Do You Know How to Ask for Software Help?

November 7, 2013

I don’t think you do! I can only judge from the people who contact me asking for help and rarely do I get a question with even the most basic information. What basic information is that? I’m not even told what software is being used. One person even referred to “this product” in their request for help and to this day I have no idea what product they were asking about even though two more e-mails went back and forth asking for this most basic piece of information.

While this post is about the questions I get, I’m sure these same problems happen with anyone you contact for help. At the very least, please read what I’ve provided and try to do better the next time you ask for help whether it is software or something else.

Sometimes the question is about a product we at Unleashed have created. So a person may say they are having problems with “Unleashed”. OK, great, which product? You’ve had a problem and looked up our phone number to call and you don’t have the product in your hand so you can tell us the name of the product?

Then there are the calls and e-mails saying that “Corel” or “Adobe” don’t work. Really? Did those companies take a day off? Yes, I’m being sarcastic but those are not the names of software products but rather companies! As hard as I have tried, I am unable to read your mind to know what software you are using. For those who say “Hey dummy, they mean CorelDRAW” you should know that isn’t always the answer. Even if it is, is it that difficult to type four more characters? Please read Insert Company Name Here Isn’t Working for details on this.

If you actually mention the full name of the software, keep in mind that the version number is part of the name. The solution for one version is not necessarily the solution for a different version. Or maybe the problem was solved in a later service pack or maintenance release. If you don’t tell me the exact version number, how am I to know if the solution may be as simple as installing a free update.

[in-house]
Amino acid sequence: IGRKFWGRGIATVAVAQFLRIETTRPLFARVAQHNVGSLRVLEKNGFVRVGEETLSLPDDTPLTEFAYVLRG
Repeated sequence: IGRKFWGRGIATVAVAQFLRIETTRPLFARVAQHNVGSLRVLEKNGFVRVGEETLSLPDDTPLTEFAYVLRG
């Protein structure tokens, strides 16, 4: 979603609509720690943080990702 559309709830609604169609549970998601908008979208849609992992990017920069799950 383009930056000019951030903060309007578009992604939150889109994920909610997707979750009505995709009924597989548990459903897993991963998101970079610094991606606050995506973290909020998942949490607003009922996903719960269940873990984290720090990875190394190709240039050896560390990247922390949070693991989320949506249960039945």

Once we get past the simple part of the name of the software and the full version number, then it is important to have as many details as possible about what you are doing and what is happening (or not happening). I’m not looking over your shoulder and I can’t see what is happening. Therefore you have to paint me a full picture so I can answer it for you. I’ve written three full posts on this in the past and I beg of you to read It Doesn’t Work, It Still Doesn’t Work and Good Support Requires More Information Than “It Doesn’t Work” for even more on the subject.

Sometimes the person asking does ask very nicely for my help and thanks me afterwards for the help. Yet there are other who demand my help as if I owe them something. Let’s use a CorelDRAW question as an example. I don’t work for Corel Corporation and I am not compensated by Corel. So please tell me why I owe you help for another company’s product? Yes, I probably have the answer.

When I teach, I do my best to help you save your time because I value your time. Yet the people demanding my help don’t place any value on my time. Want to see me jump up and down excited to help you? Pay me for the time!

When you need your car fixed, you pay a mechanic to fix it. So how is it different if I fix your software problem? Heck, it is rare to even get a “thank you” even when a business that was at a complete standstill was moving again thanks to my help. Makes a geek feel like Rodney Dangerfield

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2 Comments

  1. Anonymous

    I read your blog almost daily. I have attended many training sessions you have taught. I have used your products and services. I am always greatful for the knowledge you share…and rarely at any cost to me.

    I try to alway provide as much information as I can based on my limited knowledge when I ask a question. And I will continue to ALWAY appreciate the software, hardware, and other wisdom you share.

    Thanks for all you do to help so many of us business people use the tools to make us profitable!

    MRW
    Milton, WI

    Reply

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Foster D. Coburn III

Foster D. Coburn III is author of 13 best-selling books on CorelDRAW and has been a contributor to numerous technology and graphics-related magazines. Foster has taken many projects, including this Web site, from the early design stage through to a finished piece. He has been a featured speaker at many graphics conferences. His first Web site was built in 1995 and he has been working exclusively in WordPress since 2013.

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